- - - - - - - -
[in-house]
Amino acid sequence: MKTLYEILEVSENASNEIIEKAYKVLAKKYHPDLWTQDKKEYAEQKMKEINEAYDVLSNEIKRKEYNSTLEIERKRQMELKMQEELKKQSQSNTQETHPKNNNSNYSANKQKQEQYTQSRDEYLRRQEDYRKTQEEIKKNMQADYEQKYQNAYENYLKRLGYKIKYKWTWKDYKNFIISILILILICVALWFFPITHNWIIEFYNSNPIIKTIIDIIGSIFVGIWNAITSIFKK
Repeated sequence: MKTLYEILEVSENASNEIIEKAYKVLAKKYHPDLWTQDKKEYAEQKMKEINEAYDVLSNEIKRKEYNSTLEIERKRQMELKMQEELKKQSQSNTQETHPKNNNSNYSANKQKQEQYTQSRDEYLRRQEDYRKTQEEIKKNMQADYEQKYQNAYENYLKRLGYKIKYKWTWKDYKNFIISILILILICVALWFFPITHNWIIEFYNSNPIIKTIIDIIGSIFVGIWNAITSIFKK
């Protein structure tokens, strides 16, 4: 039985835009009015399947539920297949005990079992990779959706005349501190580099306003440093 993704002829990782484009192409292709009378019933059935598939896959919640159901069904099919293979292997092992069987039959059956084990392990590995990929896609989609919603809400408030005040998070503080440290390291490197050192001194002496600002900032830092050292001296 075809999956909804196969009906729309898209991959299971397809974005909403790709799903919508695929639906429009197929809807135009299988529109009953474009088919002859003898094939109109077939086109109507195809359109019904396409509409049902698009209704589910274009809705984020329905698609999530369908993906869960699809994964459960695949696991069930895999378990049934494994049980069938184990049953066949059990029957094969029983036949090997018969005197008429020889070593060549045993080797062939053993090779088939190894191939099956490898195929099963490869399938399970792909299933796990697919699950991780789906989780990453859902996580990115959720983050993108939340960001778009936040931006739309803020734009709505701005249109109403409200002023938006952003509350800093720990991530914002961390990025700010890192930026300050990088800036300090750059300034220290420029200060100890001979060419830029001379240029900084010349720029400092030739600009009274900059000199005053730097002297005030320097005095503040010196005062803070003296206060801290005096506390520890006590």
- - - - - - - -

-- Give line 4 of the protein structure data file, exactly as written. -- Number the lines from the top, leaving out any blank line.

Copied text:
């Protein structure tokens, strides 16, 4: 039985835009009015399947539920297949005990079992990779959706005349501190580099306003440093 993704002829990782484009192409292709009378019933059935598939896959919640159901069904099919293979292997092992069987039959059956084990392990590995990929896609989609919603809400408030005040998070503080440290390291490197050192001194002496600002900032830092050292001296 075809999956909804196969009906729309898209991959299971397809974005909403790709799903919508695929639906429009197929809807135009299988529109009953474009088919002859003898094939109109077939086109109507195809359109019904396409509409049902698009209704589910274009809705984020329905698609999530369908993906869960699809994964459960695949696991069930895999378990049934494994049980069938184990049953066949059990029957094969029983036949090997018969005197008429020889070593060549045993080797062939053993090779088939190894191939099956490898195929099963490869399938399970792909299933796990697919699950991780789906989780990453859902996580990115959720983050993108939340960001778009936040931006739309803020734009709505701005249109109403409200002023938006952003509350800093720990991530914002961390990025700010890192930026300050990088800036300090750059300034220290420029200060100890001979060419830029001379240029900084010349720029400092030739600009009274900059000199005053730097002297005030320097005095503040010196005062803070003296206060801290005096506390520890006590």